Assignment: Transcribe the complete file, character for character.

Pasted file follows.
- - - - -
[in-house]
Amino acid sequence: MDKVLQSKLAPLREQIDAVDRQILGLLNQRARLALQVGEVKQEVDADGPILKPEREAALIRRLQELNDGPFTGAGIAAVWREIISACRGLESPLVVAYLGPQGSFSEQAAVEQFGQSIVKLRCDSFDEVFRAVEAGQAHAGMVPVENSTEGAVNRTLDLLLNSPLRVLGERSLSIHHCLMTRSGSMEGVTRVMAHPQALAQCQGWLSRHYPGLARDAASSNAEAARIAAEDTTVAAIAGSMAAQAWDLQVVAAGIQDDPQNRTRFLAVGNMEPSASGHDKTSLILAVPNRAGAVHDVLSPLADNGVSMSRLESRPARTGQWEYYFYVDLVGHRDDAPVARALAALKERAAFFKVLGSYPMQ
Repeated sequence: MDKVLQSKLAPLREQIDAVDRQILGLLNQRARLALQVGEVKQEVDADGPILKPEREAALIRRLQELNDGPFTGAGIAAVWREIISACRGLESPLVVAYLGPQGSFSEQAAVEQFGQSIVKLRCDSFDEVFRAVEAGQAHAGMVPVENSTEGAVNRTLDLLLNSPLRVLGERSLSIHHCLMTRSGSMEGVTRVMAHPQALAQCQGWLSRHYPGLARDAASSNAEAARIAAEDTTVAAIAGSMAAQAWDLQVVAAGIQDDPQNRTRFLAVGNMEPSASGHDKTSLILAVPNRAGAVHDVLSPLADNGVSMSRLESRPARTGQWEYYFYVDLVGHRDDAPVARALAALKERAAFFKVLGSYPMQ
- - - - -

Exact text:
[in-house]
Amino acid sequence: MDKVLQSKLAPLREQIDAVDRQILGLLNQRARLALQVGEVKQEVDADGPILKPEREAALIRRLQELNDGPFTGAGIAAVWREIISACRGLESPLVVAYLGPQGSFSEQAAVEQFGQSIVKLRCDSFDEVFRAVEAGQAHAGMVPVENSTEGAVNRTLDLLLNSPLRVLGERSLSIHHCLMTRSGSMEGVTRVMAHPQALAQCQGWLSRHYPGLARDAASSNAEAARIAAEDTTVAAIAGSMAAQAWDLQVVAAGIQDDPQNRTRFLAVGNMEPSASGHDKTSLILAVPNRAGAVHDVLSPLADNGVSMSRLESRPARTGQWEYYFYVDLVGHRDDAPVARALAALKERAAFFKVLGSYPMQ
Repeated sequence: MDKVLQSKLAPLREQIDAVDRQILGLLNQRARLALQVGEVKQEVDADGPILKPEREAALIRRLQELNDGPFTGAGIAAVWREIISACRGLESPLVVAYLGPQGSFSEQAAVEQFGQSIVKLRCDSFDEVFRAVEAGQAHAGMVPVENSTEGAVNRTLDLLLNSPLRVLGERSLSIHHCLMTRSGSMEGVTRVMAHPQALAQCQGWLSRHYPGLARDAASSNAEAARIAAEDTTVAAIAGSMAAQAWDLQVVAAGIQDDPQNRTRFLAVGNMEPSASGHDKTSLILAVPNRAGAVHDVLSPLADNGVSMSRLESRPARTGQWEYYFYVDLVGHRDDAPVARALAALKERAAFFKVLGSYPMQ